Irene Miller’s Holocaust Played Out In Poland, Russia

By Ron Stang

Holocaust survivor Irene Miller will never savor the taste of a potato as much as she did when a young girl, at a Siberian work camp, when extreme hunger was rampant among the Jews taken there by Soviet captors.

“No potato will ever taste as good as the one that I had in Siberia,” she told a gathering of the Panel of Concerned Women, a Windsor group that invites speakers on a range of topics, often of social and political interest.

Miller, of West Bloomfield, is the author of the 2012 book, Into No Man’s Land: A Historical Memoir (University of Michigan – Dearborn).

For Miller’s family, she told her audience, they attempted to escape the Nazis in Poland by heading east to the Soviet Union. Only to find anti-Semitism almost as vicious there, where they were put on trains and taken to a work camp in remote Siberia.

Jackie Headapohl | Detroit Jewish News

But, earlier, hiding in the family apartment in Warsaw, “I could see the reflection of shining (Nazi) boots pounding and pounding the pavement,” a sound she still “reacts emotionally” to. The family hired a guide in the winter 1939-40 to be smuggled out of the country. Only he left them in a no man’s land. She remembers two scenes vividly: a man lying next to her who was dead, and a woman carrying a baby who was also not a live. A guard “just kicked the baby back into the crowd.”

Finally, Miller’s father smuggled himself into the country and bribed an official who allowed him to retrieve his children but not his wife. “We walked the whole night in the forest and for me the pain was excruciating because my feet got frost bitten,” she said. Days later, in a camp for Jews, her mother arrived out of nowhere. “It took me an enormous length of time to trust that mama will not vanish one day — just the way she came she will disappear.” Her father secured some work and they were better fed.

“But the joy did not last for very long,” she said.

The Soviet soldiers rounded up the inhabitants and took them to a waiting train, with cattle cars like how the Nazis transported Jews. They spent weeks in transport before arriving in the work camp in the Siberian taiga, a dense forest. It was so cold at times “breathing felt like swallowing sharp objects.”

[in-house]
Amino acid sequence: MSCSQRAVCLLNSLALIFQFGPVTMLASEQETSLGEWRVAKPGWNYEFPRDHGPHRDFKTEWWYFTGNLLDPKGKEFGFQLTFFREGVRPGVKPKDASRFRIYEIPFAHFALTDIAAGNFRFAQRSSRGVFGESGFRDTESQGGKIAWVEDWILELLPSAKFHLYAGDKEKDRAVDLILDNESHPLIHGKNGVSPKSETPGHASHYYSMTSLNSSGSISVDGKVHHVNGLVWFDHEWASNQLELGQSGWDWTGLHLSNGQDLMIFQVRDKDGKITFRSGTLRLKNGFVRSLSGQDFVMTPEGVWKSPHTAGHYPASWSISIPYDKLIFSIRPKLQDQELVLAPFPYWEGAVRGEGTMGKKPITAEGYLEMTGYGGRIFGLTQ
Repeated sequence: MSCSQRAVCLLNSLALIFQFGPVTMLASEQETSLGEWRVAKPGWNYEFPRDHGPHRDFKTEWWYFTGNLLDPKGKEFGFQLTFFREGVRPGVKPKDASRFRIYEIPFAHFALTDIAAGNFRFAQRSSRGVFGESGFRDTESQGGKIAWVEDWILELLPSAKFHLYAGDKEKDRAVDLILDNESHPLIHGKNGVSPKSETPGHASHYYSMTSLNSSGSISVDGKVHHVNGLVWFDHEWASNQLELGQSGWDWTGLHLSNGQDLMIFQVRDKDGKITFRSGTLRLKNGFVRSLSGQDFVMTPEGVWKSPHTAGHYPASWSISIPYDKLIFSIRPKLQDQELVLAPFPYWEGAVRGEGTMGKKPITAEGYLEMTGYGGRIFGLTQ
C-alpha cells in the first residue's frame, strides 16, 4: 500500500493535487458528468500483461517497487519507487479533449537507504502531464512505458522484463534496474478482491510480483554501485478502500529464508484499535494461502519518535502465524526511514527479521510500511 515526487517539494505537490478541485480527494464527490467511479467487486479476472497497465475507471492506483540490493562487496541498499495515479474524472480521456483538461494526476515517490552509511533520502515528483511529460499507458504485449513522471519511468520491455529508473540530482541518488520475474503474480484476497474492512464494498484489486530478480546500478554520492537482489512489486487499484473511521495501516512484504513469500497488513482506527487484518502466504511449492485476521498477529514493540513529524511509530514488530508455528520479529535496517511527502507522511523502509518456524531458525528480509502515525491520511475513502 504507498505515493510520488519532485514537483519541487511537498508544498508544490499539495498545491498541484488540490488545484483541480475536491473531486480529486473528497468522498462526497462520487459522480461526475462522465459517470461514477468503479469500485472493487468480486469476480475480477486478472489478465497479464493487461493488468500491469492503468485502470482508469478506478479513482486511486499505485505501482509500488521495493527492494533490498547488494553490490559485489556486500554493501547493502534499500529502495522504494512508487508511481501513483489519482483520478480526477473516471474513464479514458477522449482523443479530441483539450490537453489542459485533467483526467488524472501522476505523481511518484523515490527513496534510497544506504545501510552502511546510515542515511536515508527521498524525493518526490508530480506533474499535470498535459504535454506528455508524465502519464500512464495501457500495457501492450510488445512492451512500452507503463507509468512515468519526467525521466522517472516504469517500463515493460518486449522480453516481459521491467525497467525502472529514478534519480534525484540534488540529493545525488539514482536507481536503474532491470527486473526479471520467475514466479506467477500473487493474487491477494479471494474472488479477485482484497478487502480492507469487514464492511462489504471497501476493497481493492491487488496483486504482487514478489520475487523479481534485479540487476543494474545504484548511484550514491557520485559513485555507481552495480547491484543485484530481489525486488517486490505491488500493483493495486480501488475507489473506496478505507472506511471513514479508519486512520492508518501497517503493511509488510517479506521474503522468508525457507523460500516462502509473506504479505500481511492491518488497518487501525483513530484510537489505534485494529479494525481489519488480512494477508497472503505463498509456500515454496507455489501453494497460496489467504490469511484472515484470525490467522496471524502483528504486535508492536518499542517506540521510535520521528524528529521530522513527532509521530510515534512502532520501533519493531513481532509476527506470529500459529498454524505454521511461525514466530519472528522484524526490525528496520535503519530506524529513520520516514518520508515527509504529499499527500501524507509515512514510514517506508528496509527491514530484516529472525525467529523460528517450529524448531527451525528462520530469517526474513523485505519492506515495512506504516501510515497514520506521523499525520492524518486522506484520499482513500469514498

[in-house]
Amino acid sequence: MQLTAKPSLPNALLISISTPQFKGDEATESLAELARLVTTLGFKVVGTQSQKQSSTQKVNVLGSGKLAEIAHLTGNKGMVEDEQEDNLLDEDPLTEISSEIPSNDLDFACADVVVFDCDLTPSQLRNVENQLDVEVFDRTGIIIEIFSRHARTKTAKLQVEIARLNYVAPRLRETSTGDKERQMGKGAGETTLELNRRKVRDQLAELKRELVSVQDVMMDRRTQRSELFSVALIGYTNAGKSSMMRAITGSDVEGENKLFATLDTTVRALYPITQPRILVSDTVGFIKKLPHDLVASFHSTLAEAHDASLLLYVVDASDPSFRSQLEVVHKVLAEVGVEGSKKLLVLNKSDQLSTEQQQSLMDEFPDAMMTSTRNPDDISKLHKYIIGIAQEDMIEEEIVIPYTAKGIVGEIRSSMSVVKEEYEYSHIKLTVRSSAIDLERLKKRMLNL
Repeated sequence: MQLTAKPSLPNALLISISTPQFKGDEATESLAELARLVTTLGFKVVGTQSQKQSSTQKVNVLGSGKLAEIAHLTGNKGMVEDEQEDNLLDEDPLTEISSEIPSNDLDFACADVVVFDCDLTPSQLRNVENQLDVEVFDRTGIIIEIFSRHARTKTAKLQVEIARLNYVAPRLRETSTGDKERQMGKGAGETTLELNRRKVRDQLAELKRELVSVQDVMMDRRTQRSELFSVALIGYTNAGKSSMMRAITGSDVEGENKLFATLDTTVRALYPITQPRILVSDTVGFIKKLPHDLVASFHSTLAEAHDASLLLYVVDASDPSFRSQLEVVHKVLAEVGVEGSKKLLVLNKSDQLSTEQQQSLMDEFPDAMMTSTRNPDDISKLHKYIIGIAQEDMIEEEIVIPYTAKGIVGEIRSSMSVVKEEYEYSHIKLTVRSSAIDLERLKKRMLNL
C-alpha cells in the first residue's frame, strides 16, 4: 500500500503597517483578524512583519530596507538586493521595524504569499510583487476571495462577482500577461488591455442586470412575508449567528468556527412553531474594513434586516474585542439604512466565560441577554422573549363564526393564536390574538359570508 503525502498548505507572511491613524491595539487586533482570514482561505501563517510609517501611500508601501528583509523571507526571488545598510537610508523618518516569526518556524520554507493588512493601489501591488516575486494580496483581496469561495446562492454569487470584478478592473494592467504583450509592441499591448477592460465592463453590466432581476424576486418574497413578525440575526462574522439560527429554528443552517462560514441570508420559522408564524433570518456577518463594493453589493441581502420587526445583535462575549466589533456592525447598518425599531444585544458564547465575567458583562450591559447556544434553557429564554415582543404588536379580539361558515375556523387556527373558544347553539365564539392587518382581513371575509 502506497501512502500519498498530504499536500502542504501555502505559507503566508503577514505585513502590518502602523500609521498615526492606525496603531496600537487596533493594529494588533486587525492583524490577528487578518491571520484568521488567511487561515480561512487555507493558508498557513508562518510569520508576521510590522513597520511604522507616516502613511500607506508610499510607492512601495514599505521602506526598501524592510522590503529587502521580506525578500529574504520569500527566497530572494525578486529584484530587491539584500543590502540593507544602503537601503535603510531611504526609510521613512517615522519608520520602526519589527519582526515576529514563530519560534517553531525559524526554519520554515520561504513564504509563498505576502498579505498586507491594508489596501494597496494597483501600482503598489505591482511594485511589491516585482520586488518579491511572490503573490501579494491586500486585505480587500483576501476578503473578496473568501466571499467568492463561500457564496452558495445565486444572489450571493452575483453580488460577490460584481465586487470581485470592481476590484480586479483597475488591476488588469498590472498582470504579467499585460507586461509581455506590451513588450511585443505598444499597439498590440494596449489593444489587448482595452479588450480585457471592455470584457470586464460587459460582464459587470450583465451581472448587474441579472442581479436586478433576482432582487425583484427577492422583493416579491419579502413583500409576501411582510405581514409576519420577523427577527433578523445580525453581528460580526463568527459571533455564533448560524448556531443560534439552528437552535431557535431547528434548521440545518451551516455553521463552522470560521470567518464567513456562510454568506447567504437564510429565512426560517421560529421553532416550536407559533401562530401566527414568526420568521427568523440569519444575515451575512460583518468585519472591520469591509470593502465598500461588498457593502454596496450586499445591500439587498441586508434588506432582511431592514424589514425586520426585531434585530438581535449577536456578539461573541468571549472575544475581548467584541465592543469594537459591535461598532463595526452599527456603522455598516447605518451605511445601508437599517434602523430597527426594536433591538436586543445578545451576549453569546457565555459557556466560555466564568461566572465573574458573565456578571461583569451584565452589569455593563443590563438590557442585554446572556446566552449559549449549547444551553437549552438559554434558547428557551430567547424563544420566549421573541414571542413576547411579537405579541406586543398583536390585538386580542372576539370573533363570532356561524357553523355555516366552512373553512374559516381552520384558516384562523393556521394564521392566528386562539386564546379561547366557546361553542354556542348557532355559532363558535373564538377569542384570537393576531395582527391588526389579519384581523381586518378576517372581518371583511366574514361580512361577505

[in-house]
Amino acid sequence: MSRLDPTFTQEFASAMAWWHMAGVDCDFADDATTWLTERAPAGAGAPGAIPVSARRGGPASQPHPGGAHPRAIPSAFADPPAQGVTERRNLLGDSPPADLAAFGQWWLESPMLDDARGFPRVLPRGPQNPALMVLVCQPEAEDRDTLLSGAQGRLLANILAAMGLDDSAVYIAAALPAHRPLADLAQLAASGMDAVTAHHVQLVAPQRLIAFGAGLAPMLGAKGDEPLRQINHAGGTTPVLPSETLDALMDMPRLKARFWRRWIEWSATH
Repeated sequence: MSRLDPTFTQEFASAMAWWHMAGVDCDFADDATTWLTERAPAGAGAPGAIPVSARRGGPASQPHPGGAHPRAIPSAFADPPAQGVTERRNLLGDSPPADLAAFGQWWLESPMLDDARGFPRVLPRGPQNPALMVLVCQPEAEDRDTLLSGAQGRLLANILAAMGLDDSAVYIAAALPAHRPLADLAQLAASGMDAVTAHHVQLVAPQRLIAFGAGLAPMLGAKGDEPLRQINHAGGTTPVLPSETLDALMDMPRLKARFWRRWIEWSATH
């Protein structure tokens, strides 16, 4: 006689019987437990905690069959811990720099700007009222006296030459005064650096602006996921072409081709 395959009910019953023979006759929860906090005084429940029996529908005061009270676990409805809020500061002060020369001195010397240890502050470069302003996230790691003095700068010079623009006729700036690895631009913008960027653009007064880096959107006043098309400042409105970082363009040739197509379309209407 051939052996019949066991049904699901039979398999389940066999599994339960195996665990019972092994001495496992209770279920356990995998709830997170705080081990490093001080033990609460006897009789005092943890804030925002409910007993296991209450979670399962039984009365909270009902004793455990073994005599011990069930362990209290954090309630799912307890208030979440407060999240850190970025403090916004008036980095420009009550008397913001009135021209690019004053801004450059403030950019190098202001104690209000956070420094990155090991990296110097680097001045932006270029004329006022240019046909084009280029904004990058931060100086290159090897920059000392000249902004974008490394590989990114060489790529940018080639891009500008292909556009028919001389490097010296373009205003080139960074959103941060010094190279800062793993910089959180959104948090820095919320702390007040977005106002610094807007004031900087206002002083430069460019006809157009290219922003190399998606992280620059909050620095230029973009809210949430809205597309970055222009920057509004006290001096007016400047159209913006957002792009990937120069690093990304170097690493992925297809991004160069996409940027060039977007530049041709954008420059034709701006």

Miller was in Siberia two years, where food was scarce and small treats like a loaf of bread or potatoes, were like a banquet. “For me to eat potatoes every day I thought you’d have to be very rich or royalty,” she laughed.

Then they were sent to Uzbekistan. “While we were extremely hungry in Siberia we were starving in Uzbekistan,” she said. Her father walked from farm to farm trying to find work. Malaria set in among the populace including her family.

To escape starvation, she and her sister were sent to a Jewish-run orphanage, where they lived until 1946, well after the war ended. The children had their heads shaved to prevent lice. “We were about 100 bald headed kids laying on boards.”

In the village, her father died of dysentery “buried in a communal grave, my mother didn’t even know which one.”

Despite being hungry and lonely she tried “everything possible to keep myself constructively involved.” She learned to read Polish and Russian. “The only place where I was expressing what I felt and how I felt was in writing poetry.” Re-reading the poetry decades later she was surprised how the writing was “nothing cute, nothing funny” as one might expect of a child, “just expressing longing for normalcy.”

Returning to Poland after the war, “anti-Semitism was still raging,” with killings of Jews taking place this time by Polish people. Of her extended family of 100 “not a single one of them survived.”

Miller, her sister and mother finally emigrated to Israel. Her mother felt staying in Poland “was like living on the graveyard of her brothers and sisters.”

Miller eventually moved to the United States, first to Cincinnati and then Michigan, where she had a successful career as a health services administrator and in retirement travels extensively, is on the board of the American Jewish Committee, and is a docent at the Detroit Institute of Arts.

“I don’t want for you to think here is this poor woman who had such a tough life,” she told the audience. “Because I absolutely don’t think of myself that way. Not only my fortune is that I survived I’m fortunate that I survived and that I was able to create a meaningful life.”

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